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Dental Practice Transition Articles

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Wednesday, June 5th, 2013 | by ADS Dental Transitions

11 Steps to Evaluating a Dental Practice

Evaluating a dental practice for sale is a multi-step process. If steps are skipped, problems can arise before, during and after the transition. If this process is completed properly, however, the transition will be carried off in a professional and successful manner.

Step 1: The Initial Consultation

The initial consultation for a practice valuation should cover topics such as professional history and experience; professional goals and objectives; target dates; personal considerations; concept and approach; programs and services; scope of assignment; time frame; and fee schedule. This lays a solid foundation for a successful transition.

Step 2: Data Gathering

After the initial consultation, the data gathering phase begins. Professional practice and personality profiles will be generated, an analysis of your personal needs will be conducted, and financial statements will reviewed.

Step 3: Market Value Analysis and Options Assessment

At this stage in the game, the market value of the practice is assessed and various transition stages and options are explored. A few topics covered at this point include pre-sale, deferred pre-sale, sale walk away, equity partner(s) or associate(s), office sharing, and the possibility of a practice merger.

Step 4: Plan of Action

After all of the options have been considered, a plan of action is created that meets the individual’s needs and goals. During this stage, establishing pre-transition guidelines, setting up target dates, and exploring opportunities are the priorities.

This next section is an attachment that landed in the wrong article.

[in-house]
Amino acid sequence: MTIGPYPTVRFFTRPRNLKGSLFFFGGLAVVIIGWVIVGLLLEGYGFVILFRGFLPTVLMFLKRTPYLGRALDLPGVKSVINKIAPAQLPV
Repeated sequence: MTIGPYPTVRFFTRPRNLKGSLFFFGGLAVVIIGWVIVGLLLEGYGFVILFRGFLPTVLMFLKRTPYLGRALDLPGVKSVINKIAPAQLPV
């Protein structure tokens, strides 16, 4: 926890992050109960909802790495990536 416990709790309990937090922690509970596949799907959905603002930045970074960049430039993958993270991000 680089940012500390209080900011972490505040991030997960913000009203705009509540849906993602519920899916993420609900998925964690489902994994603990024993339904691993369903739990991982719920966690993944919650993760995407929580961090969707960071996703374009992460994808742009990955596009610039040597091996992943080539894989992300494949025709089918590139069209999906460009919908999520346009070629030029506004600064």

Step 5: Locate and Review Match

At this point, the Practice Prospectus, personal goals and objectives, personality profiles, financial resources, and other factors will be reviewed to locate and review potential clinical matches. The goal of this specific step is securing an offer to purchase from a qualified match.

Step 6: Transition Plan Designed

A clinical practice is, in many ways, like a family. Making all employees aware of the transition plan is the top priority at this step. Time schedules will also be established, obligations and responsibilities will be reviewed, financial considerations will be addressed, and accountants and attorneys will be contracted to make the transition as smooth as possible.

Step 7: Putting Together the Agreements

Attorneys need to review the contracts, key issues in the transition need to be identified and addressed, a win-win solution needs to be established, and new options need to be identified for bringing about a mutually equitable resolution.

Step 8: Pre-Closing Reviews

Pre-closing interviews will be conducted with clients, attorneys, accountants, and banks. These are extremely important as a chance for any previously identified issues to be brought to the table and resolved.

Step 9: Transition Closing

Closing the transition requires three things to happen: contracts are completed, financial settlements are reached, and related documents are drafted and reviewed. Once the paperwork is done, the physical transition of the practice takes place.

Steps 10 & 11: Follow Up and Maintaining a Good Relationship

Follow-up is a key part of maintaining a good relationship. Letters should be drafted, referrals and introductions made, financial procedures reviewed, and results tracked. It’s vital that both parties hold up their ends of the agreement through meaningful feedback. After the transition is closed, effective communication is the key to successfully maintaining a good relationship between all parties. A successful transition should enhance both the seller’s and the buyer’s lives.

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The Best Reasons to Own

Today, if you are a dentist and do not own all or part of a practice, the question is not Why?, but Why not? Naturally, there are some compelling reasons why individuals choose not to own their own practice. However, the current environment makes the benefits of ownership so overwhelming, it is difficult to understand […]

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